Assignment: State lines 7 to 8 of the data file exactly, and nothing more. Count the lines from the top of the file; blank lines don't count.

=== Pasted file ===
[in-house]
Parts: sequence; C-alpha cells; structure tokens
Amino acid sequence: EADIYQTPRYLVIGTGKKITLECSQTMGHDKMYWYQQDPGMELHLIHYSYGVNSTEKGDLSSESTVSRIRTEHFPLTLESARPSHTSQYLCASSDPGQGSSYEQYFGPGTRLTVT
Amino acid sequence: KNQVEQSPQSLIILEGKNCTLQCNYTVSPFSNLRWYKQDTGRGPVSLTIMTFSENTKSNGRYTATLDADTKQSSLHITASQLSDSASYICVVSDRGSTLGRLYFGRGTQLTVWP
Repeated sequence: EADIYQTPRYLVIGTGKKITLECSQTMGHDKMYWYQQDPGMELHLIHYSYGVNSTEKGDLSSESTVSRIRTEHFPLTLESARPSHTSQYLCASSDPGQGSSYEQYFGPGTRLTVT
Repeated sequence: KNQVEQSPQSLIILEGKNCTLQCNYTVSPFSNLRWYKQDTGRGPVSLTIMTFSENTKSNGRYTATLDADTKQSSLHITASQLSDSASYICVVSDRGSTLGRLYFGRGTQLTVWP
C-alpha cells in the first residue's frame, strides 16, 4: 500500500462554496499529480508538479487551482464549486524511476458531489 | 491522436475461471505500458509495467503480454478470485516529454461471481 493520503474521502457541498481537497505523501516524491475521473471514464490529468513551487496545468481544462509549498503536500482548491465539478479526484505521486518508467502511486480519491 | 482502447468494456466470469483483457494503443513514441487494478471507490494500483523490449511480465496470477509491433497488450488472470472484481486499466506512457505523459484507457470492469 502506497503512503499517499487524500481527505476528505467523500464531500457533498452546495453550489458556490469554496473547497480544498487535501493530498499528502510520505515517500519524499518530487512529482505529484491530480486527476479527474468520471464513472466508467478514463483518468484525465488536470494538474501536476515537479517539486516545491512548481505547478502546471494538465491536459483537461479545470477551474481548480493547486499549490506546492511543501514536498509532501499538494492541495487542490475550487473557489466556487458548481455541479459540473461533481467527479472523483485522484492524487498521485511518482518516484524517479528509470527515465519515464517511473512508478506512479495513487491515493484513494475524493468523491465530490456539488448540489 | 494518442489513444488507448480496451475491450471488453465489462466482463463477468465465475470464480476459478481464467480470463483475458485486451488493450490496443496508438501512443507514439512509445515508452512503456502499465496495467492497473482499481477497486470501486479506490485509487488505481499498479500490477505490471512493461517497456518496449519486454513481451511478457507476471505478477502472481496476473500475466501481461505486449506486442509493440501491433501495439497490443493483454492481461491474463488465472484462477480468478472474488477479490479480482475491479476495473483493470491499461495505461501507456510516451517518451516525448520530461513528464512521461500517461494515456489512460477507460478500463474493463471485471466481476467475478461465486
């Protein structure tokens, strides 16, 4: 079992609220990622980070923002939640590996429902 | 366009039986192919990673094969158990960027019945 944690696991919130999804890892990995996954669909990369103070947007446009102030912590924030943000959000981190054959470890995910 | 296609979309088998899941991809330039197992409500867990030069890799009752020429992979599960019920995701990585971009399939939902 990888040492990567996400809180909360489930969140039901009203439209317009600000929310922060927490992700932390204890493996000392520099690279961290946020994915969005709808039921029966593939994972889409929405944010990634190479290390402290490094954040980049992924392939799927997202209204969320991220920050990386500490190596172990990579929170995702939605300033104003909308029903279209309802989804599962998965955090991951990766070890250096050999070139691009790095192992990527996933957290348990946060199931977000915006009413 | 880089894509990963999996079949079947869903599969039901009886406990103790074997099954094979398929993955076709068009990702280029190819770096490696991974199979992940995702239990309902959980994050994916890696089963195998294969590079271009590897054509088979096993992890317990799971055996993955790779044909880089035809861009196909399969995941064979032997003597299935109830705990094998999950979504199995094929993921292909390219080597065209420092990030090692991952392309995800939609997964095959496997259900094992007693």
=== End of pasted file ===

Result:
C-alpha cells in the first residue's frame, strides 16, 4: 500500500462554496499529480508538479487551482464549486524511476458531489 | 491522436475461471505500458509495467503480454478470485516529454461471481 493520503474521502457541498481537497505523501516524491475521473471514464490529468513551487496545468481544462509549498503536500482548491465539478479526484505521486518508467502511486480519491 | 482502447468494456466470469483483457494503443513514441487494478471507490494500483523490449511480465496470477509491433497488450488472470472484481486499466506512457505523459484507457470492469 502506497503512503499517499487524500481527505476528505467523500464531500457533498452546495453550489458556490469554496473547497480544498487535501493530498499528502510520505515517500519524499518530487512529482505529484491530480486527476479527474468520471464513472466508467478514463483518468484525465488536470494538474501536476515537479517539486516545491512548481505547478502546471494538465491536459483537461479545470477551474481548480493547486499549490506546492511543501514536498509532501499538494492541495487542490475550487473557489466556487458548481455541479459540473461533481467527479472523483485522484492524487498521485511518482518516484524517479528509470527515465519515464517511473512508478506512479495513487491515493484513494475524493468523491465530490456539488448540489 | 494518442489513444488507448480496451475491450471488453465489462466482463463477468465465475470464480476459478481464467480470463483475458485486451488493450490496443496508438501512443507514439512509445515508452512503456502499465496495467492497473482499481477497486470501486479506490485509487488505481499498479500490477505490471512493461517497456518496449519486454513481451511478457507476471505478477502472481496476473500475466501481461505486449506486442509493440501491433501495439497490443493483454492481461491474463488465472484462477480468478472474488477479490479480482475491479476495473483493470491499461495505461501507456510516451517518451516525448520530461513528464512521461500517461494515456489512460477507460478500463474493463471485471466481476467475478461465486
């Protein structure tokens, strides 16, 4: 079992609220990622980070923002939640590996429902 | 366009039986192919990673094969158990960027019945 944690696991919130999804890892990995996954669909990369103070947007446009102030912590924030943000959000981190054959470890995910 | 296609979309088998899941991809330039197992409500867990030069890799009752020429992979599960019920995701990585971009399939939902 990888040492990567996400809180909360489930969140039901009203439209317009600000929310922060927490992700932390204890493996000392520099690279961290946020994915969005709808039921029966593939994972889409929405944010990634190479290390402290490094954040980049992924392939799927997202209204969320991220920050990386500490190596172990990579929170995702939605300033104003909308029903279209309802989804599962998965955090991951990766070890250096050999070139691009790095192992990527996933957290348990946060199931977000915006009413 | 880089894509990963999996079949079947869903599969039901009886406990103790074997099954094979398929993955076709068009990702280029190819770096490696991974199979992940995702239990309902959980994050994916890696089963195998294969590079271009590897054509088979096993992890317990799971055996993955790779044909880089035809861009196909399969995941064979032997003597299935109830705990094998999950979504199995094929993921292909390219080597065209420092990030090692991952392309995800939609997964095959496997259900094992007693």